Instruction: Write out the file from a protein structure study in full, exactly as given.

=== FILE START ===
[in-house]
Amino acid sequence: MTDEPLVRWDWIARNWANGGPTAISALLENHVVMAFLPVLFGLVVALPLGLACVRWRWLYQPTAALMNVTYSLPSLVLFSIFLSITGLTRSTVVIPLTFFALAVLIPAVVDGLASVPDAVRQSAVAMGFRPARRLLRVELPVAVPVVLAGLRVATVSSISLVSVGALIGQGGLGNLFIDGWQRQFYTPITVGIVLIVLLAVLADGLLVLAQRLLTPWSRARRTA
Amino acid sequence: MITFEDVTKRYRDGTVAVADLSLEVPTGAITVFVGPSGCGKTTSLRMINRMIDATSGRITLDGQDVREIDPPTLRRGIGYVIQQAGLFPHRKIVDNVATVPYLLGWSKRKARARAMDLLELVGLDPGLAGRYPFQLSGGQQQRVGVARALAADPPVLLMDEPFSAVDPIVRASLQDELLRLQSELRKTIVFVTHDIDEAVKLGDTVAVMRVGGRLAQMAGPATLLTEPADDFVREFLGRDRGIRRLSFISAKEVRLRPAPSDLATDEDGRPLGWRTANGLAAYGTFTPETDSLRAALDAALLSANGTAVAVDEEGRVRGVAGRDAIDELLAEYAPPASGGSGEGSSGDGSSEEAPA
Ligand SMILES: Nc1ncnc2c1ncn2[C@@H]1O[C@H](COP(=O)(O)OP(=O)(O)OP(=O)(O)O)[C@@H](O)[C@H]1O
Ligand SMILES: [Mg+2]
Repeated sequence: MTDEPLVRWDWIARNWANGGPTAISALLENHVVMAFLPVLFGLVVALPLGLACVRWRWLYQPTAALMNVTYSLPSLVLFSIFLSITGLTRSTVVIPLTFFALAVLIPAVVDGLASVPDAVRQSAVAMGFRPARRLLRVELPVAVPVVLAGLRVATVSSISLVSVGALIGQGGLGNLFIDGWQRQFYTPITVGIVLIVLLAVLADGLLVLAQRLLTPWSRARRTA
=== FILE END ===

[in-house]
Amino acid sequence: MTDEPLVRWDWIARNWANGGPTAISALLENHVVMAFLPVLFGLVVALPLGLACVRWRWLYQPTAALMNVTYSLPSLVLFSIFLSITGLTRSTVVIPLTFFALAVLIPAVVDGLASVPDAVRQSAVAMGFRPARRLLRVELPVAVPVVLAGLRVATVSSISLVSVGALIGQGGLGNLFIDGWQRQFYTPITVGIVLIVLLAVLADGLLVLAQRLLTPWSRARRTA
Amino acid sequence: MITFEDVTKRYRDGTVAVADLSLEVPTGAITVFVGPSGCGKTTSLRMINRMIDATSGRITLDGQDVREIDPPTLRRGIGYVIQQAGLFPHRKIVDNVATVPYLLGWSKRKARARAMDLLELVGLDPGLAGRYPFQLSGGQQQRVGVARALAADPPVLLMDEPFSAVDPIVRASLQDELLRLQSELRKTIVFVTHDIDEAVKLGDTVAVMRVGGRLAQMAGPATLLTEPADDFVREFLGRDRGIRRLSFISAKEVRLRPAPSDLATDEDGRPLGWRTANGLAAYGTFTPETDSLRAALDAALLSANGTAVAVDEEGRVRGVAGRDAIDELLAEYAPPASGGSGEGSSGDGSSEEAPA
Ligand SMILES: Nc1ncnc2c1ncn2[C@@H]1O[C@H](COP(=O)(O)OP(=O)(O)OP(=O)(O)O)[C@@H](O)[C@H]1O
Ligand SMILES: [Mg+2]
Repeated sequence: MTDEPLVRWDWIARNWANGGPTAISALLENHVVMAFLPVLFGLVVALPLGLACVRWRWLYQPTAALMNVTYSLPSLVLFSIFLSITGLTRSTVVIPLTFFALAVLIPAVVDGLASVPDAVRQSAVAMGFRPARRLLRVELPVAVPVVLAGLRVATVSSISLVSVGALIGQGGLGNLFIDGWQRQFYTPITVGIVLIVLLAVLADGLLVLAQRLLTPWSRARRTA